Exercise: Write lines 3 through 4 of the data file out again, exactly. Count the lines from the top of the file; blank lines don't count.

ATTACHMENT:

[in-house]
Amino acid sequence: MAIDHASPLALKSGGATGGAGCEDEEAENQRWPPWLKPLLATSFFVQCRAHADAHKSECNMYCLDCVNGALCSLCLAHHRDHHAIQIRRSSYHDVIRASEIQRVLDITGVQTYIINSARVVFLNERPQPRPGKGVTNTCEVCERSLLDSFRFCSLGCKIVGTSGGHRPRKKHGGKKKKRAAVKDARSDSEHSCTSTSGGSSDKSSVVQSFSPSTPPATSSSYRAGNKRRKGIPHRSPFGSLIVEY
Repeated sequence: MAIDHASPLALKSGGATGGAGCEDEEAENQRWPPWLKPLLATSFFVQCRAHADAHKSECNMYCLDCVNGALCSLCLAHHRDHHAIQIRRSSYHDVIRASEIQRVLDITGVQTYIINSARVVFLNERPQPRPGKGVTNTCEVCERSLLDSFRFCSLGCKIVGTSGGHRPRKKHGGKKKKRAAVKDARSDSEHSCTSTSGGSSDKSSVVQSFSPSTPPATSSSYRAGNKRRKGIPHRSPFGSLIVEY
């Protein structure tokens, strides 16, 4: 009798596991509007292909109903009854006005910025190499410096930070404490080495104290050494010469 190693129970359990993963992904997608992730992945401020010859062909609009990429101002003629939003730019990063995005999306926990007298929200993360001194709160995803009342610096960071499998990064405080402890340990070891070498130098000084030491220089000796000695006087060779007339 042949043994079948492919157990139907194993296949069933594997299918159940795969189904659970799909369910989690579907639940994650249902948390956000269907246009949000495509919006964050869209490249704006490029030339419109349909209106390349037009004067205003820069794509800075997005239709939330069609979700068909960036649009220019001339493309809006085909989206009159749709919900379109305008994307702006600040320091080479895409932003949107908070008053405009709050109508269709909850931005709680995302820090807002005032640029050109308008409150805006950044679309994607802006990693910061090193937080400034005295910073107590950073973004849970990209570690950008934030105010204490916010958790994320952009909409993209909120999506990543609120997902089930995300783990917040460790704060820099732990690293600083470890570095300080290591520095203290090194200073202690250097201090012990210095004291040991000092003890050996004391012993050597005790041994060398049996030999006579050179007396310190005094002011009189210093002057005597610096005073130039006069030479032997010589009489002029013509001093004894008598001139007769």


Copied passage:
Repeated sequence: MAIDHASPLALKSGGATGGAGCEDEEAENQRWPPWLKPLLATSFFVQCRAHADAHKSECNMYCLDCVNGALCSLCLAHHRDHHAIQIRRSSYHDVIRASEIQRVLDITGVQTYIINSARVVFLNERPQPRPGKGVTNTCEVCERSLLDSFRFCSLGCKIVGTSGGHRPRKKHGGKKKKRAAVKDARSDSEHSCTSTSGGSSDKSSVVQSFSPSTPPATSSSYRAGNKRRKGIPHRSPFGSLIVEY
């Protein structure tokens, strides 16, 4: 009798596991509007292909109903009854006005910025190499410096930070404490080495104290050494010469 190693129970359990993963992904997608992730992945401020010859062909609009990429101002003629939003730019990063995005999306926990007298929200993360001194709160995803009342610096960071499998990064405080402890340990070891070498130098000084030491220089000796000695006087060779007339 042949043994079948492919157990139907194993296949069933594997299918159940795969189904659970799909369910989690579907639940994650249902948390956000269907246009949000495509919006964050869209490249704006490029030339419109349909209106390349037009004067205003820069794509800075997005239709939330069609979700068909960036649009220019001339493309809006085909989206009159749709919900379109305008994307702006600040320091080479895409932003949107908070008053405009709050109508269709909850931005709680995302820090807002005032640029050109308008409150805006950044679309994607802006990693910061090193937080400034005295910073107590950073973004849970990209570690950008934030105010204490916010958790994320952009909409993209909120999506990543609120997902089930995300783990917040460790704060820099732990690293600083470890570095300080290591520095203290090194200073202690250097201090012990210095004291040991000092003890050996004391012993050597005790041994060398049996030999006579050179007396310190005094002011009189210093002057005597610096005073130039006069030479032997010589009489002029013509001093004894008598001139007769």